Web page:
At first her knowledge of windows and doors was limited to familial, casual, temporary barriers to asking questions, checking in on someone, barging into the intimate areas of the bathroom without malice or curiosity, simply the matter of things. Her windows were for letting the cat in when she wasn’t supposed to and dreaming out into the big world. The door to her bedroom was only for persons known, and known so long there were few consequences of them crossing the threshold.
The singular entry for strangers came through the wires of telephone poles, signals sent through plastic casings and rubber buttons. It required her to know numbers now forgotten. There were also numbers dialed so frequently her fingers did the work and numbers so burned in her memory that traces of them still remain. Sometimes she sat or laid down or watched television shows with people on the other line, forever pushing the envelope of what was considered “appropriate” phone time. She didn’t understand what her father meant when he said she was inviting people into her bed this way.
But the television said otherwise. At some point in the evening, there would be commercials of women writhing, metallic fences, foggy night scenes, talking about loneliness and picking up the phone. Not until much later did she realize the connection and her place in it. It was her role to be the lonely one, the one who should be charging for her companionship. It felt dirty and alluring.
As the years went on, she realized she had a power. Strangers were curious about her bedroom windows, familiar faces crossed her threshold with different motivations, watching her as she slept. The world outside felt different: more dangerous, more intoxicating. It was the first time she used her bedroom window to sneak out and back in with her parents being none the wiser. It was scary, fear enclosing the small nugget of how freedom must have tasted.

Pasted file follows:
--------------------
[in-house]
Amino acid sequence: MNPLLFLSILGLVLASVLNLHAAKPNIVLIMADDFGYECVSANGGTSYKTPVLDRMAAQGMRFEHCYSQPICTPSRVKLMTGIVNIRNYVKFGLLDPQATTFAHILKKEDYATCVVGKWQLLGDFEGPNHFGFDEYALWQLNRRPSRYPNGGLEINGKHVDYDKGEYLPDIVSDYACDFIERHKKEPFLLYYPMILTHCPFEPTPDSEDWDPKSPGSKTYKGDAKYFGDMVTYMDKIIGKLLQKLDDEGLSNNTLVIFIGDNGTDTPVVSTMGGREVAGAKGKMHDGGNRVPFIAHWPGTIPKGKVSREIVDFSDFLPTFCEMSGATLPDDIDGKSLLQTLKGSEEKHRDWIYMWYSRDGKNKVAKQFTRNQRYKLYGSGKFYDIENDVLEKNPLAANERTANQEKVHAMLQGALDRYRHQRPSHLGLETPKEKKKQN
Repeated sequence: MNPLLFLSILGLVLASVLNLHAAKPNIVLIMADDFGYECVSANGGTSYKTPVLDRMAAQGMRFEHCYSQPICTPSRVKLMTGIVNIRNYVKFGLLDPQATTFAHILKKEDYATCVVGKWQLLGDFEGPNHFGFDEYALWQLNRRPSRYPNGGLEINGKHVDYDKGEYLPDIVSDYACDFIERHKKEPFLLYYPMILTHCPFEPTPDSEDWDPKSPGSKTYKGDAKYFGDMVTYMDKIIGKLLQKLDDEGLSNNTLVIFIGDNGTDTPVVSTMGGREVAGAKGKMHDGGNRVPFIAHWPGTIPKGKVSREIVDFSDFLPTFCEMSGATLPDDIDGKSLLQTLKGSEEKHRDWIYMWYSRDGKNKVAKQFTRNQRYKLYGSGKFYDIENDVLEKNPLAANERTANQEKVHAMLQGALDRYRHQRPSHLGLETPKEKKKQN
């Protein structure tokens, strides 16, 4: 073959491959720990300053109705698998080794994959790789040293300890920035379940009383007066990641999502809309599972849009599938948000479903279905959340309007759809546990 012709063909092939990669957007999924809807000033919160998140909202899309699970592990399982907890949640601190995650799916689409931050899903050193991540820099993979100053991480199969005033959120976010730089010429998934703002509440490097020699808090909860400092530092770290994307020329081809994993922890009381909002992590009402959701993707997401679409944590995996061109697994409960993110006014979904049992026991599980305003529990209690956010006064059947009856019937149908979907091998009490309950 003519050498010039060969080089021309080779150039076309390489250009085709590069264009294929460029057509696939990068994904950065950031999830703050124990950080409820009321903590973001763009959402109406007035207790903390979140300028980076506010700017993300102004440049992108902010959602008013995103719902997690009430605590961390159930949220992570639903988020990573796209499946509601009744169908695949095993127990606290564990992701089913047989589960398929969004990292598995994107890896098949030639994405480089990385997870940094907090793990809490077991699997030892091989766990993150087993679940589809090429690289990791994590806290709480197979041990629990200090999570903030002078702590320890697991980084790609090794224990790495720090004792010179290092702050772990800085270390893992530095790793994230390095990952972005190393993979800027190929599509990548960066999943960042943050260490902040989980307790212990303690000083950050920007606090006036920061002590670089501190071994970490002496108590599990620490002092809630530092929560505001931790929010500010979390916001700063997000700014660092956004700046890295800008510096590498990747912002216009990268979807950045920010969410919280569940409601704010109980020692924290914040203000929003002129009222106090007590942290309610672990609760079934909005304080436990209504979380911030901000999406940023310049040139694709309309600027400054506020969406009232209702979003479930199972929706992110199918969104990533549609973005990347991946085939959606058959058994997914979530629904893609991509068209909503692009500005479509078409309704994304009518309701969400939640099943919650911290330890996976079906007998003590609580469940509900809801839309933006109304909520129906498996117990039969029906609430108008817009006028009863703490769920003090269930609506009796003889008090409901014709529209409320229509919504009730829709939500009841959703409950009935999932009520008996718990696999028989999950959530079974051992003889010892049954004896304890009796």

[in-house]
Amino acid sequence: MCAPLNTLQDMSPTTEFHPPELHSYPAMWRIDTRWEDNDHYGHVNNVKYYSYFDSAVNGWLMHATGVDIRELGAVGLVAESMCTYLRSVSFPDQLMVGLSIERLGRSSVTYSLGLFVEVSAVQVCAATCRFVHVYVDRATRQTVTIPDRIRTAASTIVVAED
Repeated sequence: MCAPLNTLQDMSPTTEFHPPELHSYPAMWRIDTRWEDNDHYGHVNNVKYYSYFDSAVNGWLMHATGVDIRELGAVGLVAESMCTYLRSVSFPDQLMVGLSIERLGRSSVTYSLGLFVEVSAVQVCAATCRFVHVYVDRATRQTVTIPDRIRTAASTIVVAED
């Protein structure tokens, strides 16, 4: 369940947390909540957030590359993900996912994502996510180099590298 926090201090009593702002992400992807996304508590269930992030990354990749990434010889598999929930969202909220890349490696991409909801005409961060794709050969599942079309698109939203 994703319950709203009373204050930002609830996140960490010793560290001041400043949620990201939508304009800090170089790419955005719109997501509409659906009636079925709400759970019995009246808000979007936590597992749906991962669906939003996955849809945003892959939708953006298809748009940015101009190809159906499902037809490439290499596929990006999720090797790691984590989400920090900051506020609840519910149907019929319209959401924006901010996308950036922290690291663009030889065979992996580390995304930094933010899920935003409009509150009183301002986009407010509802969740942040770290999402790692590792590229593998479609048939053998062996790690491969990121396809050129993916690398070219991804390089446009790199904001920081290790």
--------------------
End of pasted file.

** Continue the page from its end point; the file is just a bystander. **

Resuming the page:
The older she got and further away from home, all doors and windows belonged to strangers. Behind every door was a new possibility: friends, parties, drugs, who knew what else. Doors should be left open, inviting, and only closed for something private, fumbling, exploratory. Then it became normal, seen as romantic when men demanded entry, banging on the door to her building, trying to force their way into to her apartment, her bedroom. This was the state of relationships for her until she sought out something else, something calmer, less hectic, that happened at a more decent hour. But then there came the fallacy of intimacy: doors and windows open to the most private, human, activities and sounds. And there was no escape when the other person was there all of the time. You could only escape to the outside because it wasn’t your space anymore.
The loss of that stolid, constant stale presence, was replaced by fear, panic, anxiety of the strangers on the other side. The ability of malicious intent to break it down, to violate, kill, maim, or rob the beings within. Would the plan of defense work?
However, lately the door has been adorned with green garland wreaths, or it is the object of a cat’s curiosity, and at the end of the day, open to soft light and warmth. Creating sounds of joy from the inside: a singular laughter, soulful music, dancing, concentrating, snoring, stillness.